How did Jason Pryor reach 2016 Olympics from Ohio State and Brush High? It's ludicrous (photos)

Tim Warsinskey, The Plain Dealer By Tim Warsinskey, The Plain Dealer The Plain Dealer
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on April 02, 2016 at 10:01 AM

SOUTH EUCLID, Ohio – U.S. Olympic fencer Jason Pryor bet on himself. It was, in his estimation, a ludicrous wager.
The payoff is fabulous.
Pryor, a self-described former band geek at Brush High, is headed to the 2016 Rio Summer Olympics in men's epee fencing.
"It was impossible to contain my excitement or this incredible mix of pride, awe, and disbelief,'' he said of qualifying. "Six years ago, this idea of Jason Pryor making the Olympic team would be ludicrous.''
Not any more. Pryor is ranked No. 1 in the U.S. and wrapped up his Olympic berth last month.
He also is No. 36 in the world, which might seem deceivingly low because his career is on the rise. He was seventh at the U.S championships in 2014, then won it last year.
Pryor won a bronze at the 2015 Pan American Games, and has established himself as one of the top fencers in the Western Hemisphere with podium finishes at the North American Cup the past two years and five other top-eight placements in 2015.
Pryor, 28, has finished as high as sixth internationally this season and upset the world's No. 1 fencer, Gauthier Grumier of France, at a grand prix meet in Doha, Qatar.
Graduation gift sparks career
Six years ago, his international career began almost as an afterthought upon his graduation from Ohio State, which he led to an NCAA championship.
Pryor earned a degree in English in 2009 and considered pursuing a career in Hollywood, but his graduation present from parents Eric and Brenda Pryor was a plane ticket to Brazil, allowing him to enter his first international grand prix there. U.S coaches scouted him, then invited him to join the resident athlete program at the Olympic Training Center in Colorado Springs, Colo.
"To go to Colorado Springs in 2010 and commit six years of training on the off chance that I might get good enough to make a run for the 2016 Olympics was a bold plan to say the least,'' he told The Plain Dealer in an email from the Czech Republic, where he was training.
"I think what kept me on this path is just this feeling I've always had deep inside that I could do more. Even when I was a kid and my results were heartbreakingly mediocre, I just had this powerful little voice in my stomach that pushed me to try harder.''
Band geek
Growing up in South Euclid, Pryor said he was better known as a "band geek" clarinet and saxophone player at Brush High. Those who knew him well also knew he spent nights fencing in the basement of Shaker Heights High School with the Alcazar Fencing Club.
"As for my friends back at Brush, for them fencing was the interesting thing Jason Pryor did, but no one knew very much about it,'' he said.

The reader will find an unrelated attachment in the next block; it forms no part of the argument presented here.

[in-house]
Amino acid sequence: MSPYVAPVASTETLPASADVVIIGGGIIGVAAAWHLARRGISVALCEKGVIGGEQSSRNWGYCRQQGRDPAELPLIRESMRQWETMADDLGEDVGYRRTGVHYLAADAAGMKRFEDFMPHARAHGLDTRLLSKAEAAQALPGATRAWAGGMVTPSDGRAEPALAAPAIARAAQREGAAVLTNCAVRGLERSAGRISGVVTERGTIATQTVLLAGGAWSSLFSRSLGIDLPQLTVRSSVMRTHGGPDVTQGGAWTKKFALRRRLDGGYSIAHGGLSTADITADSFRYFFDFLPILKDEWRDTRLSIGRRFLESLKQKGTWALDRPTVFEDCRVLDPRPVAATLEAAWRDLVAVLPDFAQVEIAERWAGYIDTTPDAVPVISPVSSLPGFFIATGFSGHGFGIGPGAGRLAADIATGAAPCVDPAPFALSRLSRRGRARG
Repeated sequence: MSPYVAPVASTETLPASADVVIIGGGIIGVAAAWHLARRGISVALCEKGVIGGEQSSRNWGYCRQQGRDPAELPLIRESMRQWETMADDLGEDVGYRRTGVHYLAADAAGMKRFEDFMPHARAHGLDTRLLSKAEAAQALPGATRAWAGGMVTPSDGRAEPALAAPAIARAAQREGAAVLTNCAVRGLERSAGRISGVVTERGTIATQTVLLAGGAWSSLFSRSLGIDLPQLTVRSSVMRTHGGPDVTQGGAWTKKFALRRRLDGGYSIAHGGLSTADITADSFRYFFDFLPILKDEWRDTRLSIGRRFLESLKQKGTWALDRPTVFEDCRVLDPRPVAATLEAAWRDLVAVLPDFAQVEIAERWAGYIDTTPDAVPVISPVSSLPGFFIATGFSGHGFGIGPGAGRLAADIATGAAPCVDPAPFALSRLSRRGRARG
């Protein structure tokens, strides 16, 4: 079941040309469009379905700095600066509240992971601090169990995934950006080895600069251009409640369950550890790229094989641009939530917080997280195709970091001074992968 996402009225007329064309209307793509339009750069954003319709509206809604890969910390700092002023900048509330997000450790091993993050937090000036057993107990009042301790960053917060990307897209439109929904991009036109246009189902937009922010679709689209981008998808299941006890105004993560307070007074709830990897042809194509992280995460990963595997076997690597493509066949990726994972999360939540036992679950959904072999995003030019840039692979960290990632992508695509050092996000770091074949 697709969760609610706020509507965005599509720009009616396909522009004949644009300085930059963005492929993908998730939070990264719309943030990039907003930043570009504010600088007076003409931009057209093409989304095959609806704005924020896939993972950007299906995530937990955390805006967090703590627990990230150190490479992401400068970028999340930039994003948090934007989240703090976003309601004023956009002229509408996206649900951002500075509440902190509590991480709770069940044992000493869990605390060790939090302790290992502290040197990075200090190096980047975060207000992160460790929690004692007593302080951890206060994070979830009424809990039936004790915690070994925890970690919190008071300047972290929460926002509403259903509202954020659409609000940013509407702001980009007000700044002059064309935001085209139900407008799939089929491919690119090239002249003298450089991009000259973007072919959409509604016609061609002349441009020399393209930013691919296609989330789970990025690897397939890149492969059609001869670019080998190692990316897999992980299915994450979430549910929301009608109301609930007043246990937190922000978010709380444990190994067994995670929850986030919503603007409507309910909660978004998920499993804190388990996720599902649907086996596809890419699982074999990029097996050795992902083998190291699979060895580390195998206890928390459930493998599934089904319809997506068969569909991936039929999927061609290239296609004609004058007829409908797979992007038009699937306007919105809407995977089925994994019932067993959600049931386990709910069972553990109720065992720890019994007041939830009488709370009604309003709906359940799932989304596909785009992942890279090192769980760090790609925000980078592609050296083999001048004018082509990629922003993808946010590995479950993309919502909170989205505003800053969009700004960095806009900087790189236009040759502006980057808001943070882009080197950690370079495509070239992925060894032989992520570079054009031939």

Like any teen, he was trying to figure out life. In fencing, he wanted to learn how to win. When he began to win, that raised the stakes.
"If I could just figure out that little something I was missing, then I was sure I could win everything,'' he said. "There was this incredible hunger to feel what it was like to win -- to be 'great,' to achieve these results that seemed almost impossible to my teenage self.
"That voice never went away, and each year I got better and my results became stronger. It's still there, egging me on, pushing me to get training because it's not enough to make the games. I could do something incredible there.''
Pryor (5-9, 175 pounds) is known in fencing circles for being clutch under pressure and for his quickness, disruptive footwork and uncanny ability to strike toward the low target, particularly the foot.
"There is literally nothing more satisfying on that planet than laying into someone with an epee and having the light go off,'' he said.
The face of U.S. epee
He heads to Rio with the advice of many former Olympians with whom he trained and lived in Colorado.
"The common message I heard from all of them is that the Olympics is a competition unlike anything else, and anything can happen,'' he said. "I've gotten this far by keeping my focus on the moment instead of the bigger picture.''
He will be the face of men's epee in Rio. The U.S. team did not qualify. In 2012, the U.S. sent two men, including Weston Kelsey, who finished fourth.
He took the hard way to Rio. After the U.S. failed to qualify as a team in February, he seemed like a long shot to qualify as an individual because his international results were not strong enough at the time.  
He needed to finish as one of the top two fencers from the Pan American Zone in the world rankings from a nation that had not already qualified a team. It came down to the Budapest Grand Prix on March 18, where he finally secured a spot with a stellar tournament, winning seven of his first eight bouts.
He does not look at Rio as the culmination of his career. Far from it.
"Right now, I can't imagine stopping,'' he said. "I've never had as much fun than I did battling through the ups and downs of Olympic qualification. I'm sure I'll go another (four years) for the 2020 Olympics, and after, I'll make moves to get into my dream job of writing for television.''

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